The other day I took the three kids I nanny to the Arnold Arboretum. The two “big” kids, four and two years old, took their bike and scooter, while I pushed the baby in the stroller with the diaper bag, lunch boxes, water bottles, sun screen, and all the rest of the paraphernalia that comes with three small children.
I work ten hour days at this new job. I took it because it gives me Wednesdays off, which I theoretically use for writing and editing. But ten hours is a long day, and three kids is more than I’m used to, and so it has been an adjustment. I miss the leisurely days with my last charge, a sweet little girl whose personality was similar to mine — we used to go and people watch, and wander dreamily around, having little adventures. Fun and learning opportunities were everywhere, and it never really felt like work.
I love these new children, too, but when there are three things get more practical. The focus tends to be more on keeping everyone safe, diapered and toileted, fed, getting along, and napping when they’re supposed to or need to. I try to do things that they’ll enjoy, of course, but I can’t enjoy those things as much, and the special times of bonding one-on-one do come, but they are moments here and there rather than the entire day.
So we were at the arboretum, finally, after having made and packed four lunches, covered all exposed skin with sun screen, and buckled helmets onto the heads of the biker and scooterer. And I thought longingly of the bonsai trees, through the woods and up the hill, and how much fun it would be to bring the kids there. But the path was gravel and long, and I knew the kids would have a hard time with their vehicles, and I couldn’t carry a bike and scooter in addition to all the other stuff. Just pushing the stroller up the hill would be hard, and it was a hot day, and only ten o’clock in the morning — eight hours to go. Probably I should pace myself.
Then, suddenly, I decided joy was more important than ease, and I turned to the kids:
“Do you guys know there is a garden here with tiny little trees? They’re so beautiful, it’s almost like magic, like a little fairy kingdom. Do you want to go see them?”
“Yes, let’s go!” they answered.
“I just have to tell you that we’re going to have to go down a long path and up a big hill. It might be hard to bike that long way.” I looked at the four year old and widened my eyes in awe: “So it’s a good thing you’re SO strong and brave, Evan! Let me see your muscles.”
“Yeah, I’m SO strong!” he piped up, excited, and pulled up his sleeves to flex his biceps at me. “I can do it!”
I knew if he were motivated his little sister would follow along. So, having given my little speech to the troops, I led the way. The gravel path did, indeed, prove a challenge, but they handled it like pros, with me proactively cheering them on every few minutes, before it could occur to them to complain:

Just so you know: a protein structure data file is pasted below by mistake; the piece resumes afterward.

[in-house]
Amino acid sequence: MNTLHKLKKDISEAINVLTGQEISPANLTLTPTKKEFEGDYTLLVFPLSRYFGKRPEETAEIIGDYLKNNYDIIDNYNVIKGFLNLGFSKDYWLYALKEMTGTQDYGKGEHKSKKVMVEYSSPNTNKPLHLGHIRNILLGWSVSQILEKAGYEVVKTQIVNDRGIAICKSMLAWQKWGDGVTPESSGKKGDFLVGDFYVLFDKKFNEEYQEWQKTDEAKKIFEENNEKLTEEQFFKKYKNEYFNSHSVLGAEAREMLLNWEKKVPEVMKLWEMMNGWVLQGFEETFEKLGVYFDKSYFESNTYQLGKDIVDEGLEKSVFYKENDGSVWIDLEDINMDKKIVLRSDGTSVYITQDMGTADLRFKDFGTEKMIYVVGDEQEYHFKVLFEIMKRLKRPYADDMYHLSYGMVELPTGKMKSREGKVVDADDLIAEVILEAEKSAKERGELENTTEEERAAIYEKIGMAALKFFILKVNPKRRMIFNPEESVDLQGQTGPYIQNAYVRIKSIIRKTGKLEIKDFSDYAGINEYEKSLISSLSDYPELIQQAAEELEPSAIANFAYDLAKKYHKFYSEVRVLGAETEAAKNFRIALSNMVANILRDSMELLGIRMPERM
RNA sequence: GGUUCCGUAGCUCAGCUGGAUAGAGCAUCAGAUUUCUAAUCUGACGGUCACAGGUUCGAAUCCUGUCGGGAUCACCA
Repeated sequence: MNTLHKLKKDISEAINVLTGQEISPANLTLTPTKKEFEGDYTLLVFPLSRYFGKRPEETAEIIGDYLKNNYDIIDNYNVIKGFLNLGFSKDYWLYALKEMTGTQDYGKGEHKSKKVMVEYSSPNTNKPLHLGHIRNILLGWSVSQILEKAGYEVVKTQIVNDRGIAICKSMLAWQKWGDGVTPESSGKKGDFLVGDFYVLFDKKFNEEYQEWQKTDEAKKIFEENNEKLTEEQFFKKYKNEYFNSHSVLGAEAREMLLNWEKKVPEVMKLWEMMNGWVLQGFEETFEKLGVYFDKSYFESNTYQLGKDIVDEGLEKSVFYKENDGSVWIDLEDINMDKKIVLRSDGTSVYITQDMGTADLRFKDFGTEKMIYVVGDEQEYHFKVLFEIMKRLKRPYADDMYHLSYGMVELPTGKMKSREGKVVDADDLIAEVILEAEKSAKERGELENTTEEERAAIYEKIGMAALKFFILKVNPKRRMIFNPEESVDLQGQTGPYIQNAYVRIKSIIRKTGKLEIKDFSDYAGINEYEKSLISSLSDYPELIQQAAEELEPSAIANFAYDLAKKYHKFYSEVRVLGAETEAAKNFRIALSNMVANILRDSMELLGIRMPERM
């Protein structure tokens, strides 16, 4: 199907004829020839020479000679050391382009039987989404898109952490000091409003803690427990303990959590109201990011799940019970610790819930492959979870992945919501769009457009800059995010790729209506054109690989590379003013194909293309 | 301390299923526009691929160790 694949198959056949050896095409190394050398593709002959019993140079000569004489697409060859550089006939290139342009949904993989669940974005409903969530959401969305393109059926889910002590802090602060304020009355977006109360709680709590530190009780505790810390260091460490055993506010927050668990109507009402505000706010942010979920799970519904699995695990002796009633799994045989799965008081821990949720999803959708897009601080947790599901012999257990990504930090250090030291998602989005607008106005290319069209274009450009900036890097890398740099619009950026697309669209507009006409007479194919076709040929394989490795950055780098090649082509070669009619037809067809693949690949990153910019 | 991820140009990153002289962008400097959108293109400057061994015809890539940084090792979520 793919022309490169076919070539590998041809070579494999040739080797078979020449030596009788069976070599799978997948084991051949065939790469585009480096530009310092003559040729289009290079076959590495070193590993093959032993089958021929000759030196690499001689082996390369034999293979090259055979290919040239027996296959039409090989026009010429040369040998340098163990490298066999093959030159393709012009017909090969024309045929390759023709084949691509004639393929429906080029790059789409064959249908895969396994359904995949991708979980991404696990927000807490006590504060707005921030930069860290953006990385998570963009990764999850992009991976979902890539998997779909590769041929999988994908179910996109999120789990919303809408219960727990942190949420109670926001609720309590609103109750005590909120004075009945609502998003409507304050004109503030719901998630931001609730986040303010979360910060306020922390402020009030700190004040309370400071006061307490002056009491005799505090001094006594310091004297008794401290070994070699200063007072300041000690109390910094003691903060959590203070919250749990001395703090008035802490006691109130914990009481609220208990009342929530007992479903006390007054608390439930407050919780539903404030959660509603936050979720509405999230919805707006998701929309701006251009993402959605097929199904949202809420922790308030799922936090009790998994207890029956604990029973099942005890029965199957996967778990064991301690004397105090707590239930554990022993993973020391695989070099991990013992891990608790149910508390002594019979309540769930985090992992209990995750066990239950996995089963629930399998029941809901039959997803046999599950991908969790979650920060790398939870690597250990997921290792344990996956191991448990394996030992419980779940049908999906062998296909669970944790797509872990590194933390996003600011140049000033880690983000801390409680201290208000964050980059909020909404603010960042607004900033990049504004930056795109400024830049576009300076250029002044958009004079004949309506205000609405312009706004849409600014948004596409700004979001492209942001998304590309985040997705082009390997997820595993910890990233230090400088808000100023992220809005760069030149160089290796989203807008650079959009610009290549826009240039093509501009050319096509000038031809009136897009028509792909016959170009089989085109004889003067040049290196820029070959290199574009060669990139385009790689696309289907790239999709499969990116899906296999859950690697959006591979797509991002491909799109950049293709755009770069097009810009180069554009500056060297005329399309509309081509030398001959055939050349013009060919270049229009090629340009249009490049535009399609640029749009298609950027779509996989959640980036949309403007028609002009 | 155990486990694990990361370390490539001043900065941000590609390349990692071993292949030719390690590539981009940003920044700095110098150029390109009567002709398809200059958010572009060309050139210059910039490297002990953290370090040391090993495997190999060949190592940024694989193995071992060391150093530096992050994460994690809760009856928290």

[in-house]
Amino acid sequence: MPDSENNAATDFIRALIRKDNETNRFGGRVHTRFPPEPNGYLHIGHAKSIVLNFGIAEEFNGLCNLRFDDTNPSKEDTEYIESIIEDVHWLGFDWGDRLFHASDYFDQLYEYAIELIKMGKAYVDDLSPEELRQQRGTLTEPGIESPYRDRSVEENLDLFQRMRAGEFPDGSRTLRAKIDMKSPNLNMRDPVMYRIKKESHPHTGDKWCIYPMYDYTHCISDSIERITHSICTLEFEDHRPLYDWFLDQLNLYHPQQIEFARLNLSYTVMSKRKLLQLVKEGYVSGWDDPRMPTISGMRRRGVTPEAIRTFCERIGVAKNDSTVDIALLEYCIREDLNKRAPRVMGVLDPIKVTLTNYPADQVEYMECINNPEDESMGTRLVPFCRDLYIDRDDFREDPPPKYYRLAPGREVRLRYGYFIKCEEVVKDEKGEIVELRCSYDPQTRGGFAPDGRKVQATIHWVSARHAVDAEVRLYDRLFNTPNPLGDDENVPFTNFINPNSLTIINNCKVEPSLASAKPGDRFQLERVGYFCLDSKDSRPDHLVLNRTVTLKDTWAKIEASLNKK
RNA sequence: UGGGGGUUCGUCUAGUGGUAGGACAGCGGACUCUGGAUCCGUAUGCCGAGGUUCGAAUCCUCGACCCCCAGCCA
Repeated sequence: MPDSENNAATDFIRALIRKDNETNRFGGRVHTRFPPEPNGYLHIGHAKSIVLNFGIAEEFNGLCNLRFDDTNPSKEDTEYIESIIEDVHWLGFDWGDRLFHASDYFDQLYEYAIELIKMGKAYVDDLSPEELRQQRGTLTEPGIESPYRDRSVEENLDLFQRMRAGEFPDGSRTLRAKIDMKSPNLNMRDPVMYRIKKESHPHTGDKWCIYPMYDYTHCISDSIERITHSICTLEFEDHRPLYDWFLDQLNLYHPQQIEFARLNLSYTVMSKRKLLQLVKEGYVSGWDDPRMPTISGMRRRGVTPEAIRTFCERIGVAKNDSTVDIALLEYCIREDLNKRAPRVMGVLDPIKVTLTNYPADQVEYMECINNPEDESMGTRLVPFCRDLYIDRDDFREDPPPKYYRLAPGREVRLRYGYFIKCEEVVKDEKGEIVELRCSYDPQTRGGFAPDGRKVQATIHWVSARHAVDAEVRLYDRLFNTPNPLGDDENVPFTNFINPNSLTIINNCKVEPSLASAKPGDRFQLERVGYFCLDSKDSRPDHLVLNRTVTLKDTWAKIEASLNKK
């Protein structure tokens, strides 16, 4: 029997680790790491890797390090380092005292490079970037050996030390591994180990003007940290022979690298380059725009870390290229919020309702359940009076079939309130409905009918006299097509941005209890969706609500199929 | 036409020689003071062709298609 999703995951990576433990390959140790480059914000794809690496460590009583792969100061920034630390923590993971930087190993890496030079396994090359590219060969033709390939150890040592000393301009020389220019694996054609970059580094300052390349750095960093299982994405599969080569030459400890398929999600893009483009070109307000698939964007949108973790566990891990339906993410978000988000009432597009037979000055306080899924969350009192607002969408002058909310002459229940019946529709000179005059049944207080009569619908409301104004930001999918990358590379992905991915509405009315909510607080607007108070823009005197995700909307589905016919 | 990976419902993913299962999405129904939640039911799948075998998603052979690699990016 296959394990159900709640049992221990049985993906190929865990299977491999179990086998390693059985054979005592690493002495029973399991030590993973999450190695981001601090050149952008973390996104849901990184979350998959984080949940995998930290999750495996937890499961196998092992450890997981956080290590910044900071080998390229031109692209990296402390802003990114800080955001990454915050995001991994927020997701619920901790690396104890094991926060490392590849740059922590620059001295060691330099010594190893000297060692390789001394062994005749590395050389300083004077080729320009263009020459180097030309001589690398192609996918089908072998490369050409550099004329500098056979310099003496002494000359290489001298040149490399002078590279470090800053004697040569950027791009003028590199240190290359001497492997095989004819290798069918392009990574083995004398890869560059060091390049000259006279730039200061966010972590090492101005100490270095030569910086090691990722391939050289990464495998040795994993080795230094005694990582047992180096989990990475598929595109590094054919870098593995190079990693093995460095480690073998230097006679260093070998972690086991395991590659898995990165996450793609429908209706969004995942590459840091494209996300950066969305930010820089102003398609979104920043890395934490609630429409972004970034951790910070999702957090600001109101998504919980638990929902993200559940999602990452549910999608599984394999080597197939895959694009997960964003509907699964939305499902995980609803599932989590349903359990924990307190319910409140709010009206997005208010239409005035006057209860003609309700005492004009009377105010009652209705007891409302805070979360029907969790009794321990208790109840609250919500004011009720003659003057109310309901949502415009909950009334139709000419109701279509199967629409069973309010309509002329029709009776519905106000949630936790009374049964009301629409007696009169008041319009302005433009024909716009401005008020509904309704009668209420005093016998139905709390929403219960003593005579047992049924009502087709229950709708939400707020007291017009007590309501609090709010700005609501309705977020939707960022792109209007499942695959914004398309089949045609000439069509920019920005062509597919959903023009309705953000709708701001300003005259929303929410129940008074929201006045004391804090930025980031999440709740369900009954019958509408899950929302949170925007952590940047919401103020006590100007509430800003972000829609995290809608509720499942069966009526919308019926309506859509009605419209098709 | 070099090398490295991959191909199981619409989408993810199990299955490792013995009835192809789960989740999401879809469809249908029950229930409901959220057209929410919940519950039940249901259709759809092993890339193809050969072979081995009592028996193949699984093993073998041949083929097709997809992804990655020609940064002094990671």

“You’re doing so great! This path is hard, but you guys are so strong! Great job!” Meanwhile I leaned into my work with the stroller and tried to look around and take in the beauty of the woods. I am not a big talker, and my dual job as a stroller-pusher and cheer leader was tiring, but I pushed on. We made it through the woods and into the lovely shrub and vine garden — the last leg of our journey that comprised an uphill path that zig-zagged back and forth to the bonsai house on top. This part was in the open sun, and the job got hotter and harder. The four year old continued his brave push (his bike was much heavier than the two year old’s scooter), but his little sister started to cry, “I can’t do it! I can’t do it!”
As I looked back to assess the situation, I realized that, even though she was crying, she was still pushing the scooter; slowly, but steadily, a little bit behind her brother.
“You can do it, Callie!” I called out to her, wiping the sweat from my own face: “You’re doing it!”
“You’re doing it, Callie!” her brother echoed me: “Look, you’re doing it!”
For the last ten minutes of our climb, Callie didn’t stop crying, “I can’t do it!” and she didn’t stop moving slowly forward. Really, I could have carried the scooter for those last few yards, but I was kind of in awe of what was happening, the strength and bravery that our little adventure was bringing out in myself and the children. I had come out of my utilitarian focus and was excited about the kids, about the day, and about showing them the bonsai trees; Evan was reveling in his own strength and ability and working so hard, and Callie was succeeding despite herself.
Just when Callie’s cries were becoming more insistent I called out, “We’re here! You can leave your bikes and walk the rest of the way.” And they ran to catch up with me.
If you ever have the chance to see the bonsai collection at the Arnold Arboretum, you really should. They have an amazing history, and they really are like a little fairy kingdom.